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Germander

Teucrium chamaedrys

Perennial

H 4 – 10 S4 – 10 Sun

Teucrium chamaedrys is native to many parts of Europe, the Greek Islands, and Syria. The name is believed to be a corruption of chamaedrys, which comes from the Greek chamai meaning ground, and drus meaning oak. The leaves do resemble oak leaves. It has an ancient reputation as a cure for gout. Emperor Charles V is said to have been cured of gout with this remedy. He took a decoction of germander for sixty days.

Harvest and Use: As an ornamental, germander is a showy plant for low edging and a lovely miniature hedge for a knot garden in areas too cold to grow boxwood. Germander's rose-colored flowers appear in midsummer and last throughout fall. It prunes very successfully for bonsai subjects, and it is also effective on steep banks because of its creeping roots. The leaves turn reddish in autumn and during dry spells.

Unlike boxwood, it has other uses. Its garlic-like aroma makes it useful in herb wreaths to freshen a room. Medicinally, an infusion is helpful in the treatment of gout. In the past, it was used as a tonic for intermittent fevers and recommended for uterine obstructions. Possessing qualities similar to horehound, an infusion with honey was used for asthmatic conditions and coughs.

Germander foliage and flowers are usually harvested with hand pruners when the plants are flowering, and then the leaves and flowers are dried to use for crafts.

Cultivation and Propagation: Germander is a shrubby perennial with a creeping rootstock, upright to spreading stems, and shiny, oval, evergreen leaves that resemble oak leaves. They are aromatic when crushed. It grows tall and spreads from 4 to 10 inches. Small, rosy, 2-lipped flowers appear in summer and last the entire growing season. Germander likes average, well-drained soil with a pH of 6.3 in full sun or partial shade. It does well in containers in full sun. Germander is hardy to zone 5, but mine do well in zone 4 in a sheltered location, mulched in the fall for winter protection. Prune well in the spring to encourage branching and to shape.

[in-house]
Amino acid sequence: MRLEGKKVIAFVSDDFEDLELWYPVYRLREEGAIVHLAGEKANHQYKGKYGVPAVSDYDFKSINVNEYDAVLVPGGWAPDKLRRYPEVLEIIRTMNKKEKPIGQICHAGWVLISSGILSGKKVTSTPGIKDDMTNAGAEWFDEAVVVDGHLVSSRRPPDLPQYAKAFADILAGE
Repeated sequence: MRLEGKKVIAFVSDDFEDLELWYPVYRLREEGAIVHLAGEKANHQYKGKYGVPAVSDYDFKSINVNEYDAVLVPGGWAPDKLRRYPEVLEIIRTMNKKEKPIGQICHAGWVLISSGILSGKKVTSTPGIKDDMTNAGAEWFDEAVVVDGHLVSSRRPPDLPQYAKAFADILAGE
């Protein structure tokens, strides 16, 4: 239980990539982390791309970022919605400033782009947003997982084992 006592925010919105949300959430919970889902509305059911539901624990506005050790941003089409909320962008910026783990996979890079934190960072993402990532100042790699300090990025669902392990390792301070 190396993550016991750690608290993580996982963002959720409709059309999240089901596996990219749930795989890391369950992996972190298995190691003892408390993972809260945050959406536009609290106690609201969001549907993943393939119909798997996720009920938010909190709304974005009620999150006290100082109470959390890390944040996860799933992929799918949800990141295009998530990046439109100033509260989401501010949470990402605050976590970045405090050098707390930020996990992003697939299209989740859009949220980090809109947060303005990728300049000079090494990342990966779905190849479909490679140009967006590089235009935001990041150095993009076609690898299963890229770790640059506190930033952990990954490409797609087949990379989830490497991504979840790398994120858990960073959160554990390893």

It can be started from seed, but it might take up to 30 days to germinate. It is best to buy plants from a reputable nursery. Once established, it can be propagated by cuttings in spring, layering during the growing season, or division in the fall. Because of its trailing habit, the plant's stems can be easily pinned to the ground and will automatically put out roots. Space plants a foot apart.

Pests: Can get mildew, leaf spot, rust, and mites, according to authorities, but mine never get any of those.